On 25 February, Punch Newspaper journalist Gbenga Oloniniran stood near the Governor of Rivers State’s residence in Southern Nigeria, covering the recent presidential election. As policemen gathered and arrested young people at a polling station, Oloniniran brought out his camera, taking snapshots of the incident. Instantly, the policemen left the youths, pounced on Oloniniran, snatched his camera, and bundled him away in a van. They denied him the right to cover the elections.
This was not an isolated incident. At least 14 journalists and media workers covering the presidential election were detained, intimidated or attacked by security forces, political groups or citizens. During the state elections held on 18 and 19 March, at least 28 more journalists suffered the same treatment, with many more cases likely going unreported.
“They threatened me, and that was under the rain, and I was shivering,” Bolanle Olabimtan, a journalist at The Cable, told Index after she was attacked in Delta State. She was punched, and had the photos deleted from her phone.
Haruna Mohammed Salisu, CEO of WikkiTimes, was arrested while covering a protest during the presidential elections. He was detained and charged with inciting disturbance of public peace. He claims he had his phone taken, was interrogated by security personnel and was then assaulted by violent supporters of the governor.
“My experience in detention serves as a stark reminder of how vulnerable journalists are in Nigeria,” he wrote in WikkiTimes.
On March 18 unidentified men attacked an Arise TV crew consisting of reporter Oba Adeoye, cameraman Opeyemi Adenihun and driver Yusuf Hassan. Adenihun suffered facial injuries and their drone was seized. Meanwhile in Ogun State, Adejoke Adeleye, a News Agency of Nigeria reporter, was attacked by a mob when filming at a voting station. Five people, including one masked person wielding an axe, chased the group of journalists that included Adeleye, according to the Committee to Protect Journalists. In Lagos, 10 people hit reporter Amarachi Amushie and camera operator Aliu Adeshina from the privately-owned broadcaster Africa Independent Television, as they reported at a polling station. Security agencies issued threats. They harassed Adesola Ikulajolu, a freelance investigative reporter, deleting the image folder in his phone.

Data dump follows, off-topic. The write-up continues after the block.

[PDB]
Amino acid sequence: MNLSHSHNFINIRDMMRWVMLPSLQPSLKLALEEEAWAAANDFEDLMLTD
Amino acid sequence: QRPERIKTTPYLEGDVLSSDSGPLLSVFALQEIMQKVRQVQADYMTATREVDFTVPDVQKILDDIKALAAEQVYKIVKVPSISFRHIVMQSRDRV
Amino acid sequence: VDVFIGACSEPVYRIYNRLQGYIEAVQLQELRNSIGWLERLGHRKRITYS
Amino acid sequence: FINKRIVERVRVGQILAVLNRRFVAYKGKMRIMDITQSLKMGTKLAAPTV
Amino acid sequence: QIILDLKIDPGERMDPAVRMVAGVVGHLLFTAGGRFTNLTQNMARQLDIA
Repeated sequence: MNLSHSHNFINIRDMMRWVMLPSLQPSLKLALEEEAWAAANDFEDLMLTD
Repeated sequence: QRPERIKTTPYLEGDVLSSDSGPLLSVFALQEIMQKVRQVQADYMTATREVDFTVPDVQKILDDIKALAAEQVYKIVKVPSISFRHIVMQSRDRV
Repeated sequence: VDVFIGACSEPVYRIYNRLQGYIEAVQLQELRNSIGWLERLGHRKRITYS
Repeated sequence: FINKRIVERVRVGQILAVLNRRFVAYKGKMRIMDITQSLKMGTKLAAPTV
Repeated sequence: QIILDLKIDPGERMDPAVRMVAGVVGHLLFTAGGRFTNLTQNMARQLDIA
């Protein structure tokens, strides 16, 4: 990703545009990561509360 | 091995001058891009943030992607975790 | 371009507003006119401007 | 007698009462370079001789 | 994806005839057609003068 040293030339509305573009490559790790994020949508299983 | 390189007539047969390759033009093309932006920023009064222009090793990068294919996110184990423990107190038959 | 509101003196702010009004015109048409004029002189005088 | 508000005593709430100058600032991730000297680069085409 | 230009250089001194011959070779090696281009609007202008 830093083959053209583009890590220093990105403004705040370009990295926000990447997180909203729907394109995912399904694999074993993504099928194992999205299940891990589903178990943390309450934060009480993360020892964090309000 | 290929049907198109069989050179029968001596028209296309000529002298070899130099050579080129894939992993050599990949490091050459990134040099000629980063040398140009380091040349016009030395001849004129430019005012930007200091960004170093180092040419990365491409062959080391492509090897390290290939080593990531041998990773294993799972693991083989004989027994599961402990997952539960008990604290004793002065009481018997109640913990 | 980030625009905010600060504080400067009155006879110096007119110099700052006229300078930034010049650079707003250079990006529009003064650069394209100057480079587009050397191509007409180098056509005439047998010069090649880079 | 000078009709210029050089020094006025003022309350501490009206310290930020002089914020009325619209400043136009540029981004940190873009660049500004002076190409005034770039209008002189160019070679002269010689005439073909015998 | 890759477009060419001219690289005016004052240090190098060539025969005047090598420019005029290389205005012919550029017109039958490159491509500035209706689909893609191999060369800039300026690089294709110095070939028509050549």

Nigeria is ranked at 129 out of 180 nations in the 2022 World Press Freedom Index compiled by Reporters Without Borders, with this latest assault on press freedom demonstrating part of the reason for the ranking.
After the attacks, Dupe Fehintola, Chairman of a branch of the Nigeria Union of Journalists, made a statement saying: “We condemn these attacks on journalists.”
During the elections, members of the Nigerian media investigated potential links between political parties and violent attackers, who threatened voters unless they proved they were casting their ballots in favour of the ruling All Progressives Party.
Adebola Ajayi, a journalist at People’s Gazette, experienced that violence first hand, saying: “I was attacked by political thugs at a polling unit in Orile-Oshodi ward in Lagos.”
This violence may have contributed to the fact that 71% of voters abstained from the elections. The election winner, APC’s Ahmed Tinubu, received only 8.8 million votes, while challengers Atiku Abubakar of the Peoples Democratic Party gathered 6.9 million and Peter Obi of the Labour Party received 6.1 million, in a country of 93 million registered voters and a population of over 200 million.
Evidence gathered by the media – including assaults on electoral officials and an incident where attackers destroyed ballot boxes with axes – showed that violence marked the elections. The pressure on journalists as they faced this violence themselves prevented them from covering the elections fairly.
Nearly two weeks after the end of the state and presidential elections, the media remains shaken.
“We strongly condemn these unacceptable attacks, which constitutes both the violation of fundamental human rights of the affected journalists and media worker and a major assault on press freedom,” Melody Akinjiyan, the spokesman of the International Press Center, Lagos, told Index.